Since Linux does not know a priori whether a task is I/O- or CPU-bound, it relies on continuously maintaing interactivity heuristics. In this manner, Linux distinguishes between static and dynamic priority. The threads’ dynamic priority is continuously recalculated, so as to (1) reward interactive threads, and (2) punish CPU-hogging threads. The scheduler maintains a sleep_avg variable associated with each task. Whenever a task is awakened, this variable is incremented. Whenever a task is preempted or when its quantum expires, this variable is decremented by the corresponding value. This value is used to dynamically map the task’s bonus to values from -5 to +5. The scheduler recalculates the new priority level when a thread is moved from the active to the expired list.
Most notably, the heuristics used to determine the interactivity of a task, and therefore its priority level, were complex and imperfect, and resulted in poor performance for interactive tasks. To address the issue, a new scheduler called Completely Fair Scheduler (CFS) is proposed.
The main idea is to use a red-black tree as the runqueue data structure. Tasks are ordered in the tree based on the amount of time they spend running on the CPU, called vruntime. CFS accounts for the tasks’ running time with nanosecond granularity. Each internal node in the tree corresponds to a task. The children to the left correspond to tasks which had less time on the CPU, and therefore will be scheduled sooner, and the children to the right on the node are those that have consumed more CPU time thus far.
The scheduling algorithm can be summarized as follows. CFS allows schedules the task which has had least amount of time on the CPU, typically the leftmost node in the tree. Periodically, CFS increments the task’s vruntime value base on the time it has already run, and compares this to the current leftmost node in the tree. If the running task still has the smaller vruntime, it will continue to run. Otherwise, it will be inserted at the appropriate place in the red-black tree, and the CPU will given to task corresponding to the new leftmost node.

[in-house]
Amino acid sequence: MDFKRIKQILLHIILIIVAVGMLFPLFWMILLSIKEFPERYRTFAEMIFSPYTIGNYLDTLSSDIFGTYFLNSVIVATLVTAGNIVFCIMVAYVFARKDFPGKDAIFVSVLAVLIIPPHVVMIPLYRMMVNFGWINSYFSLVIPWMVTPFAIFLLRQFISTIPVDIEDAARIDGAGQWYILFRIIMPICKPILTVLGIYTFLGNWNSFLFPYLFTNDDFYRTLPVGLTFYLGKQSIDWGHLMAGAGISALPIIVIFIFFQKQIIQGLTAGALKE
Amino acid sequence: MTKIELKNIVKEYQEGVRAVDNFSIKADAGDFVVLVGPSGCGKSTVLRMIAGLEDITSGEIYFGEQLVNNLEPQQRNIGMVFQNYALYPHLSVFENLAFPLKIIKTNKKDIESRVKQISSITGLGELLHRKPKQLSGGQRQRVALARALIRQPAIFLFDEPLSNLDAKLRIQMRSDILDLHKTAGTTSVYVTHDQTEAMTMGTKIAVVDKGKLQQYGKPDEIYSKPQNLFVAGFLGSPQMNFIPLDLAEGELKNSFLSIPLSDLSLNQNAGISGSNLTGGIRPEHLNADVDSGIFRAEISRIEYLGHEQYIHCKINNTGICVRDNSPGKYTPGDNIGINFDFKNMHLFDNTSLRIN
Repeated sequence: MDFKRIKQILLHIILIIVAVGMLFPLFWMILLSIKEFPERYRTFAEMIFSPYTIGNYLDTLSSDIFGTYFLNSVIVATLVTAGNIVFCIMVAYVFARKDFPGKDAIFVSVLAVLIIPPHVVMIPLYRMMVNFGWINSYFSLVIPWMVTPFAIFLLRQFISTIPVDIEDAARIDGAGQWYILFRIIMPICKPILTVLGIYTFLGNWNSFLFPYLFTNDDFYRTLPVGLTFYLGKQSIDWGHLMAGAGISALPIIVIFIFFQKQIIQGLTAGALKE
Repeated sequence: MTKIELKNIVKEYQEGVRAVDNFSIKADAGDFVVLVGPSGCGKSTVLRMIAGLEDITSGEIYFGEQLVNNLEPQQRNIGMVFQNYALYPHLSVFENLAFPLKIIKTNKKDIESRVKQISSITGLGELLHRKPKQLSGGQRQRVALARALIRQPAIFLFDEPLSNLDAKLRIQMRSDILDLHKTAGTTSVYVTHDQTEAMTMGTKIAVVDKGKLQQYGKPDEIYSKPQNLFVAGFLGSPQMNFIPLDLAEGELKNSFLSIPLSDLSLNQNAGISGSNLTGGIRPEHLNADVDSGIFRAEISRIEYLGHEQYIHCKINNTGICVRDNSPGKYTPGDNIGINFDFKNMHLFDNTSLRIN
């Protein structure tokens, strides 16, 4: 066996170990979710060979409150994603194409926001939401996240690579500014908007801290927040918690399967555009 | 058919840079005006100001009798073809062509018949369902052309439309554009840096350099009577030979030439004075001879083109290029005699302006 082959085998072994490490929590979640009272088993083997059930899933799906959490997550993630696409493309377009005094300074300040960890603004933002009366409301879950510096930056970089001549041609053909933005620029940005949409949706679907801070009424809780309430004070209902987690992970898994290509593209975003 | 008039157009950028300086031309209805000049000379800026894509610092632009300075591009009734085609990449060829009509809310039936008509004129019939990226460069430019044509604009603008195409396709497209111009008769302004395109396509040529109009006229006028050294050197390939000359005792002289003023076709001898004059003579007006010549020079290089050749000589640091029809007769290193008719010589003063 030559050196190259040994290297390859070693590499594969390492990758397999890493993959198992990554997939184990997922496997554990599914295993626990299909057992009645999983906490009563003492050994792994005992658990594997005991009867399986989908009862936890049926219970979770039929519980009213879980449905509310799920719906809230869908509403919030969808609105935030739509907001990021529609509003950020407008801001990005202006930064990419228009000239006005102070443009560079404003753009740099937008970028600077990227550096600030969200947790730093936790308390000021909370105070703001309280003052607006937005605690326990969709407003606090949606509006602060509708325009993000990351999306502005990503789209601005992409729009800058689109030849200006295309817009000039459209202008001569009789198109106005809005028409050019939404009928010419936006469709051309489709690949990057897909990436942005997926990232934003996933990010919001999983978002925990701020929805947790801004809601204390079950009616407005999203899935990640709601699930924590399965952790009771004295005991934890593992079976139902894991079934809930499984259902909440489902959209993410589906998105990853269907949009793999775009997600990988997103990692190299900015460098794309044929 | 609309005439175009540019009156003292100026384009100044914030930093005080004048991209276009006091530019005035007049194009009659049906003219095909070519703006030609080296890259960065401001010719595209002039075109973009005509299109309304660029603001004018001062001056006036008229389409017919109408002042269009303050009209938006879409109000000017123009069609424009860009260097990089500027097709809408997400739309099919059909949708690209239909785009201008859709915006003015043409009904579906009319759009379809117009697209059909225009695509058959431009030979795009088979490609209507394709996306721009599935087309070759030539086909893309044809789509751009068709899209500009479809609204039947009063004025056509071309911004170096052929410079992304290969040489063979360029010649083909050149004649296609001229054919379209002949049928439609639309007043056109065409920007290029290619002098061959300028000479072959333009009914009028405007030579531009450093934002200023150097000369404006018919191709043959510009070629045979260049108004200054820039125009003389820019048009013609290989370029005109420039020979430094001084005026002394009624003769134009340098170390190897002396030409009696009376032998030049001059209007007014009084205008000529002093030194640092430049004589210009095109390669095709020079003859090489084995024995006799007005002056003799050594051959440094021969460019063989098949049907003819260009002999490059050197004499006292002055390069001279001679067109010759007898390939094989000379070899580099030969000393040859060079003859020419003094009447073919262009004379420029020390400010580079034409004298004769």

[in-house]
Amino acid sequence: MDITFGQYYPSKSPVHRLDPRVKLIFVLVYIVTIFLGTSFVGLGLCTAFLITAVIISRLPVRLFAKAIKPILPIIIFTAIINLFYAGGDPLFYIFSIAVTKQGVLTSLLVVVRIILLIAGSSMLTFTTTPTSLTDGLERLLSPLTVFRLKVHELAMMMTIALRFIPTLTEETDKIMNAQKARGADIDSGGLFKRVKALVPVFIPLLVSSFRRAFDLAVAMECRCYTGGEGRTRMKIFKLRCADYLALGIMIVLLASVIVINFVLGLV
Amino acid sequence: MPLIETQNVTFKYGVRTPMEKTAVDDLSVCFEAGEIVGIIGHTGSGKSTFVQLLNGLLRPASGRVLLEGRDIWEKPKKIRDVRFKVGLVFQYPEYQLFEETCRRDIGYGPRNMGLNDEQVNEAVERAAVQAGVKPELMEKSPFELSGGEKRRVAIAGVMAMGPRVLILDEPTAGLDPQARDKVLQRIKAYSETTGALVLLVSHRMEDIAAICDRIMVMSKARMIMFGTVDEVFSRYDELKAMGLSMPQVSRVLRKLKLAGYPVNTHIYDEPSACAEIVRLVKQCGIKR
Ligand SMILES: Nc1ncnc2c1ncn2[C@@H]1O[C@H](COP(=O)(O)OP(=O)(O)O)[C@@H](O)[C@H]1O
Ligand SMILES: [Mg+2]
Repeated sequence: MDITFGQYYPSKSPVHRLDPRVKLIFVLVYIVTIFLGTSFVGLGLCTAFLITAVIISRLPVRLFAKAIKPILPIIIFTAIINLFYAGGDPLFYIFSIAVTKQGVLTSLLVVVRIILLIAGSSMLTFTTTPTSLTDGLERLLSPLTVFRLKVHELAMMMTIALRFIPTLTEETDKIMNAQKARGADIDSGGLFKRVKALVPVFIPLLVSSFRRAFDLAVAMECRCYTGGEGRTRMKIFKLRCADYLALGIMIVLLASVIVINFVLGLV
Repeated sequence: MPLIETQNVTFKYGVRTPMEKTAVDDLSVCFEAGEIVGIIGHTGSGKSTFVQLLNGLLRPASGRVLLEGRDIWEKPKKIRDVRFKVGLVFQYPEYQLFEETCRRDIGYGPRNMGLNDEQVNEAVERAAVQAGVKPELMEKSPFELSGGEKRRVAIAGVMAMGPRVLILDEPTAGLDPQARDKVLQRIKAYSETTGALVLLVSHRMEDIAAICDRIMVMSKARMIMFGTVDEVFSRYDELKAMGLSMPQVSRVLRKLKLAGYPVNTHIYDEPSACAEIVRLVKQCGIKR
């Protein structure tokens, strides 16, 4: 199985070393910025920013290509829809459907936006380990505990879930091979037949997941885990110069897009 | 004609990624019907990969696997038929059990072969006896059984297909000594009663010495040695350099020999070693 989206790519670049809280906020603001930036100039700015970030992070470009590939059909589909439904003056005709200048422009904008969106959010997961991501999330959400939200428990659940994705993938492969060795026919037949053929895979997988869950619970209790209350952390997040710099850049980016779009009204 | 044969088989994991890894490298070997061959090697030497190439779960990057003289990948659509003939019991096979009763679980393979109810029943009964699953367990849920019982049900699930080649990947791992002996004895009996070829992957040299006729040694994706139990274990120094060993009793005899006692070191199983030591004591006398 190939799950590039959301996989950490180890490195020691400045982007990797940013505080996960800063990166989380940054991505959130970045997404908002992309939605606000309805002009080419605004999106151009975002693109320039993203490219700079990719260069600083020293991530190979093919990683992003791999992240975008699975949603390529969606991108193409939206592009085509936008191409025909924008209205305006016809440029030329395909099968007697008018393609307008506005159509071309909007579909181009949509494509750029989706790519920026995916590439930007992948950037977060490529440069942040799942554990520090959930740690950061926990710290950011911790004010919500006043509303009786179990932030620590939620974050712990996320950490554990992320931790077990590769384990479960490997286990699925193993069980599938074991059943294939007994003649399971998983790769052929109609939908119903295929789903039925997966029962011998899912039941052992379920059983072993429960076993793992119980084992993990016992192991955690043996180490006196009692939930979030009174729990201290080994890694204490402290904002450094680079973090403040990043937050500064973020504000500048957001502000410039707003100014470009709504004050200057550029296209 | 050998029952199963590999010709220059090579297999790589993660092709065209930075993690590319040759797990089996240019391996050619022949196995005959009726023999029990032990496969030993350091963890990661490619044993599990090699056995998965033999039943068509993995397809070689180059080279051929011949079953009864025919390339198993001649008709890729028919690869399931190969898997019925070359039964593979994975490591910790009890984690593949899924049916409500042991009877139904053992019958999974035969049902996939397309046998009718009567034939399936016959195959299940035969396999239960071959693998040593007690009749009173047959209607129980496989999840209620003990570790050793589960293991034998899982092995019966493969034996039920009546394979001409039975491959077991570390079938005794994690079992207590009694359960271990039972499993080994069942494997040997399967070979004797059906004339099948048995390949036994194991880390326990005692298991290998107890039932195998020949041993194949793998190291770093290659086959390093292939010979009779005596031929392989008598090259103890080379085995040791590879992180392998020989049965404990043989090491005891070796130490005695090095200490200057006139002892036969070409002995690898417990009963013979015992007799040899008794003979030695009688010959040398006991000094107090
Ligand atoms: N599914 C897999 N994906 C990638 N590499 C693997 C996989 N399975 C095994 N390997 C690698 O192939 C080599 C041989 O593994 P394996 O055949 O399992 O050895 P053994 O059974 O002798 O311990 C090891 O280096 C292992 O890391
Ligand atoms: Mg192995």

To account for differences in task priorities and niceness, CFS changes the effictive rate at which a task’s virtual time passes when it is running on the CPU. For lower-priority tasks, time passes more quickly, and they will lose the CPU and be reinserted in the stree sooner. In this manner, CFS avoids using separate runqueue structures for different priority levels.
The Linux scheduler includes special features particularly useful for multiprocessor or multicore platforms.
- The runqueue structure is associated with each CPU. The scheduler tries to maintain benefits from affinity scheduling, and to schedule tasks on the CPU on which they were previously executing.
- A set of system calls is available to further specify or modify the affinity requirements of a select thread.
- The scheduler performs periodic load balancing across runqueues of different CPUs to ensure that the system load is well balanced, while still meeting certain performance or affinity requirements.
Tasks which are not runnable and are waiting on various I/O operations or other kernel events are placed on another data structure, waitqueue. A waitqueue is associated with each event that tasks may wait on. The head of the quue includes a pointer to a linked list of tasks and a spinlock. The spinlock is necessary so as to ensure that the waitqueue can be concurrently manipulated through both the main kernel code and interrupt handlers or other async invocations.